Minha Amada Biblioteca

The little library where I work is one of the biggest worlds I know.

To know any space — to know where the floorboards creak and the sofa sinks, or which drawer holds the whisk, the paperclips — surely fulfills some innate human desire.

But to know a library…

This week, I’ve read A Brief History of Time and Biscuit Goes to School, Alice no País das Maravilhas and The Red Tent, Practical Lambing: A Guide to Veterinary Care at Lambing and Mein Kampf.

Six down. Twenty-nine thousand, nine hundred ninety-four to go.

I get home at 4:16 pm with rusty hands and sweaty temples. Must be all those black holes and rabbit holes. Or potholes (the chain fell off my bike again).

I wash the bicycle grease off my hands, walk to the living room, and sit, right leg folded under me, left leg dangling off the couch. A little slip of paper peeks out of my right pocket. There are four others inside. Names and numbers belonging to the sixth graders who keep me company while I work.

I smile, remembering. They don’t talk about books. They talk about Lil Wayne.

One girl asks me what I want to be when I grow up. Her older sister laughs — “Ana, what do you mean? She’s already grown up!”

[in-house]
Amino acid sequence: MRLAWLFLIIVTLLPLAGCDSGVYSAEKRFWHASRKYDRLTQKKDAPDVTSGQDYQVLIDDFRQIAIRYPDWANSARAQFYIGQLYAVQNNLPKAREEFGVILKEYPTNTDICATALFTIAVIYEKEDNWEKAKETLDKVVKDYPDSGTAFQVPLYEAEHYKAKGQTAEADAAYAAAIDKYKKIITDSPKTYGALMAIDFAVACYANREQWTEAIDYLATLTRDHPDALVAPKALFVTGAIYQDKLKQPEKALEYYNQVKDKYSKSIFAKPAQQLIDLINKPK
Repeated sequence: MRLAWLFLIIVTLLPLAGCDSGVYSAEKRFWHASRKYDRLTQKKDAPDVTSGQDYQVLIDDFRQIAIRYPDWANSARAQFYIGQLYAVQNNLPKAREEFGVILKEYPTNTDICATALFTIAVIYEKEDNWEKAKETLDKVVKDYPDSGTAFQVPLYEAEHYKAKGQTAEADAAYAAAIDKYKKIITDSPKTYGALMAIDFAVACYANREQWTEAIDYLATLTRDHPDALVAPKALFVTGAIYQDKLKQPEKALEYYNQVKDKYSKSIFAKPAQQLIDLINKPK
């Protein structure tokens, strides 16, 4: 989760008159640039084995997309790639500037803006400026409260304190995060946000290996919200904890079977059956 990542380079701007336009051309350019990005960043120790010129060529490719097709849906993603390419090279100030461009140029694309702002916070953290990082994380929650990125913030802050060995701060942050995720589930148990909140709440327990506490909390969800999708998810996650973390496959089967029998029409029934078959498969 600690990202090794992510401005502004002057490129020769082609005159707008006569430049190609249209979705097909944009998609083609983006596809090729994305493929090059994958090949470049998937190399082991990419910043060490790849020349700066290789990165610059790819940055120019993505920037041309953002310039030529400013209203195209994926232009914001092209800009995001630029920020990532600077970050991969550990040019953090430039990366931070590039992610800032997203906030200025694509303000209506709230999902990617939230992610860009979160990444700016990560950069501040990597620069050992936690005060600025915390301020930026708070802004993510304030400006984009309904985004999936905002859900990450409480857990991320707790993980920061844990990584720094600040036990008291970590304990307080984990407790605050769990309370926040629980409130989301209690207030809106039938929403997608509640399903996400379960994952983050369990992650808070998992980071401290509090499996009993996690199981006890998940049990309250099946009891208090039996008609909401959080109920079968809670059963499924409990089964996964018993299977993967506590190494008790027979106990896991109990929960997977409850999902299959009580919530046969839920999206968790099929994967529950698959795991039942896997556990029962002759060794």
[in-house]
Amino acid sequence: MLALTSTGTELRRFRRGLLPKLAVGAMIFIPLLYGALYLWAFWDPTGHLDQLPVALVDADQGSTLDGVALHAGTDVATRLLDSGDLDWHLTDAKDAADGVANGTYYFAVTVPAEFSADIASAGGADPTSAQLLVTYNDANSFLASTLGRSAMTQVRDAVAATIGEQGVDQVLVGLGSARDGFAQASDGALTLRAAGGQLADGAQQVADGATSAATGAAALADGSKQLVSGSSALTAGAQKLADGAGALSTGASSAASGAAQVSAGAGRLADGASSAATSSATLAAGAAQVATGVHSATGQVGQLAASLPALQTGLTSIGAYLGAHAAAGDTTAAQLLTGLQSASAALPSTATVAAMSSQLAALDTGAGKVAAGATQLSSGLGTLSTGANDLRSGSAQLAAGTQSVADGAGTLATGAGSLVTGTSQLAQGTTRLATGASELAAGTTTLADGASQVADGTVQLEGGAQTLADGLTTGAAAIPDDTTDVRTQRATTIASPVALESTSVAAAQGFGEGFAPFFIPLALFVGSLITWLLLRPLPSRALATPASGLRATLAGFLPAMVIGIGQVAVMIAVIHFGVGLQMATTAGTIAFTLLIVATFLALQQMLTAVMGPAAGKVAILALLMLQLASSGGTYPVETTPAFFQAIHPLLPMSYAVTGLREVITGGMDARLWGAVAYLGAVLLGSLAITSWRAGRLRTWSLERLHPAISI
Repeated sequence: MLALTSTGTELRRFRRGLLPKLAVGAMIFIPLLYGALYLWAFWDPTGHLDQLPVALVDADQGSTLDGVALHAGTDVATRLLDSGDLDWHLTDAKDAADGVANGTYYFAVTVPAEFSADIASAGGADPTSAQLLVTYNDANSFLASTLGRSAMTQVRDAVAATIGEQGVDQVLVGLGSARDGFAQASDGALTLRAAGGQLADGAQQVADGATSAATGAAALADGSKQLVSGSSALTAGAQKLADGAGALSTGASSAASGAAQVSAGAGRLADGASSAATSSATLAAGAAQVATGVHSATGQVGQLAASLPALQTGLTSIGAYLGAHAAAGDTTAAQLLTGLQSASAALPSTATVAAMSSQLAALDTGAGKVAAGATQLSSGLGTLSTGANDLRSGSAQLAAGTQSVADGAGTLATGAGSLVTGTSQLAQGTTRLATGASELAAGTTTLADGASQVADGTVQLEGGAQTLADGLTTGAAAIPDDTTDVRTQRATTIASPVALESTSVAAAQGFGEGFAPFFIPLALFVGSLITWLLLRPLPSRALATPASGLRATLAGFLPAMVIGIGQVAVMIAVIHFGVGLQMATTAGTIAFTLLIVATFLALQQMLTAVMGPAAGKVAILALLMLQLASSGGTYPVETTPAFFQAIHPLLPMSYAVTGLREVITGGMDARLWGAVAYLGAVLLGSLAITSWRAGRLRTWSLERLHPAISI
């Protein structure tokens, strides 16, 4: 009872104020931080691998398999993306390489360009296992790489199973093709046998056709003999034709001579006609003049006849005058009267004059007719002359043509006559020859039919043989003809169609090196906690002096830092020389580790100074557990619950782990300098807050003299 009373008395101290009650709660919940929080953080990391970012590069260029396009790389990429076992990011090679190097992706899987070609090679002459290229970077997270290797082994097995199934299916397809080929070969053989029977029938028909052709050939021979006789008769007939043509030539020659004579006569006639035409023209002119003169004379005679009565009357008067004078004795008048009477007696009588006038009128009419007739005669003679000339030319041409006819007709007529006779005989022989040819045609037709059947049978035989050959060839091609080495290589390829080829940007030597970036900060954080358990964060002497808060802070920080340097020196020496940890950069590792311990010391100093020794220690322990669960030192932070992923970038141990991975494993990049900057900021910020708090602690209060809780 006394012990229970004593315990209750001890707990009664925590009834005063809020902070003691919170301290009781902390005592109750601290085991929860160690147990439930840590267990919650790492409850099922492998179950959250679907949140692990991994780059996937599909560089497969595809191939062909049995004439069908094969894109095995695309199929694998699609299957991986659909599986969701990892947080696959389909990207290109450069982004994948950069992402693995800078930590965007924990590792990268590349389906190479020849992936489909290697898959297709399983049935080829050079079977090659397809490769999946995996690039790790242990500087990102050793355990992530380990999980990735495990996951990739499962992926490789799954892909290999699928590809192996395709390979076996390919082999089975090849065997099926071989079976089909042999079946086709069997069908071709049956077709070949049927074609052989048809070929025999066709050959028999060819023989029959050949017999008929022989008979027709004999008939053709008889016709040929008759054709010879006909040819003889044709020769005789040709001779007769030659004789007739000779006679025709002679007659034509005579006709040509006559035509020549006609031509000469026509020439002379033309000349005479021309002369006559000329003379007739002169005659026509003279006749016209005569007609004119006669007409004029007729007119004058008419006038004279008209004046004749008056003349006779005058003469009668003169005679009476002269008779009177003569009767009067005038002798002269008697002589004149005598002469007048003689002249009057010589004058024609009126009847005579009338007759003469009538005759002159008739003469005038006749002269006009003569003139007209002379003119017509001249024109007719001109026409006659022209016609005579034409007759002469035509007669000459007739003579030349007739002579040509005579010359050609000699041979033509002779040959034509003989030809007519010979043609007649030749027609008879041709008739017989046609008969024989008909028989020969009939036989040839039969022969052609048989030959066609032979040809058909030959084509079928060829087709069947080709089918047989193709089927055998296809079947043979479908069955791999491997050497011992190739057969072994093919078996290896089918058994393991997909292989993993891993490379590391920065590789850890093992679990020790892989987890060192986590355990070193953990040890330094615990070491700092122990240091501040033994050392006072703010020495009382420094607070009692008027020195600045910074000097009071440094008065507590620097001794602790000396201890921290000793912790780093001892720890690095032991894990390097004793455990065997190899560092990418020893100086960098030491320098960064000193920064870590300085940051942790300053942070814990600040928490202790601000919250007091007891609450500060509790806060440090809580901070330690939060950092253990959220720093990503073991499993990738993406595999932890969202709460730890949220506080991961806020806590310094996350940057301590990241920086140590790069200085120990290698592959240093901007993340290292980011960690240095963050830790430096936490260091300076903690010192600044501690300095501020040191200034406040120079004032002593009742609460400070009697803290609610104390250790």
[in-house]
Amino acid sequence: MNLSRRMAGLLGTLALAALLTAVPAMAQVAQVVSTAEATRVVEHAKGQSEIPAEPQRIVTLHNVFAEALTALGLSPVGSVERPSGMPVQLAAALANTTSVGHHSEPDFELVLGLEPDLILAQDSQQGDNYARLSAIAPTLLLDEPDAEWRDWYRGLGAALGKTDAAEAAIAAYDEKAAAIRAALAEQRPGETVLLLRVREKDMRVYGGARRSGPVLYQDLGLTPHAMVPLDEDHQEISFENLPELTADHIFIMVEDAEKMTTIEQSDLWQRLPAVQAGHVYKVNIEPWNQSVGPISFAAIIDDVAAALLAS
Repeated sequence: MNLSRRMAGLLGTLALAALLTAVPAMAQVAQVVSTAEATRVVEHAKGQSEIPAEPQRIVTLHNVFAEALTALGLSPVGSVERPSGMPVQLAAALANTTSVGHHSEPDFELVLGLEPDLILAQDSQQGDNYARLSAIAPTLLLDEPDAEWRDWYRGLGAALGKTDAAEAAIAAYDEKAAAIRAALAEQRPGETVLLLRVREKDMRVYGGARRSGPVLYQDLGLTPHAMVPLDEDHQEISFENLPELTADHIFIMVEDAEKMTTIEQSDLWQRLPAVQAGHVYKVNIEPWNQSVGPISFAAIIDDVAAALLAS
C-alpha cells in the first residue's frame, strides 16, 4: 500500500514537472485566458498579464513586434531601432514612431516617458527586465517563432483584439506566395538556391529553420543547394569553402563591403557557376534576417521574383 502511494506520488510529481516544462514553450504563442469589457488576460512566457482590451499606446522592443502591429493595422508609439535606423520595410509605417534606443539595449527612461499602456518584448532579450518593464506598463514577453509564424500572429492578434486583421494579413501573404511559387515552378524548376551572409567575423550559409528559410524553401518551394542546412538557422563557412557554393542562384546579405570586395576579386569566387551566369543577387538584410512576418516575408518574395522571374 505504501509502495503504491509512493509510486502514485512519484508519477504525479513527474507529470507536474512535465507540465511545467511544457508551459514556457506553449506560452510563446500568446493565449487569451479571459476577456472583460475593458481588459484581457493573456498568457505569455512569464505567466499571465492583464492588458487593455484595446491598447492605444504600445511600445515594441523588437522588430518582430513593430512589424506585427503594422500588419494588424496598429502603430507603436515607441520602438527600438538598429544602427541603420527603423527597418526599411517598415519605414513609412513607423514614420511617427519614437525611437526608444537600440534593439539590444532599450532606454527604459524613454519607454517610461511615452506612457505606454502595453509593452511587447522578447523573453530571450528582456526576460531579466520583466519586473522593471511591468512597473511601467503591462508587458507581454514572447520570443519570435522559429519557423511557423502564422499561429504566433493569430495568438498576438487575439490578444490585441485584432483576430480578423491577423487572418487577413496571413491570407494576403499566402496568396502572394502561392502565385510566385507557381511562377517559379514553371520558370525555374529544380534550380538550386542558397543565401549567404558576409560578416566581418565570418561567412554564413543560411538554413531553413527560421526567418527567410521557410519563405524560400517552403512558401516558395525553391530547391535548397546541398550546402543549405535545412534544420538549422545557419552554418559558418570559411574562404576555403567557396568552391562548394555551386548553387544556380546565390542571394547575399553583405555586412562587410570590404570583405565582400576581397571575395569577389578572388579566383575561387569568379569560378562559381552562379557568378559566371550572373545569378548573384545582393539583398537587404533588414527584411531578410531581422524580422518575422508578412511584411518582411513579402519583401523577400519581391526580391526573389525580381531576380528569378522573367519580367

I laugh too, but inside I panic a little. I recently finished my first book in Portuguese: Peter Pan.

After they leave, a ten-year-old boy comes in to check-out a book about spiritualism. (“A system of religious belief or practice based on supposed communication with the spirits of the dead, especially through mediums.”)

“How’d he get interested in spiritualism?”

His mom looks bewildered. Embarrassed even.

“On his own,” she answers. “He read about it online somewhere.”

An elderly lady comes in next. A regular. She looks through the Nicholas Sparks books for a while, adjusting her glasses as she examines each of the book’s back covers. Then, empty-handedly, she wanders to the horror/suspense section, promptly plucks two books off the shelf, and walks to the front desk.

For six hours a day, five days a week, I am surrounded by stories. All 30,000 of the library’s books were donated, by families from down the road, across the country, and overseas. Books have been sent to the institute from places as far away as Singapore and Germany, by tourists who visited Morretes and were charmed by the little library with the wicker furniture and ivy-covered archway.

Because of this, the majority of the books have heartfelt notes or distracted scrawls recorded inside their front covers. My favorites are those inside the children’s books — the “jONaThaN”s and “mARiANA”s written in bright colored pencil in the books with the red labels (those for the youngest tots), as well as the careful cursive of the older kids in the books with the blue labels: “Juliana Peniche, 6th grade. I don’t love anything.

Well, Juliana, I love all your angsty little notations in Mamãe Não Deixa (“Mom Doesn’t Let Me”). I also love riding my bike to work every day and the sound of the rain on the skylights and the smell of the old books. And the people – I especially love the people.

I’m not changing the world from over here, but I’m learning new things all the time, and that’s plenty for me.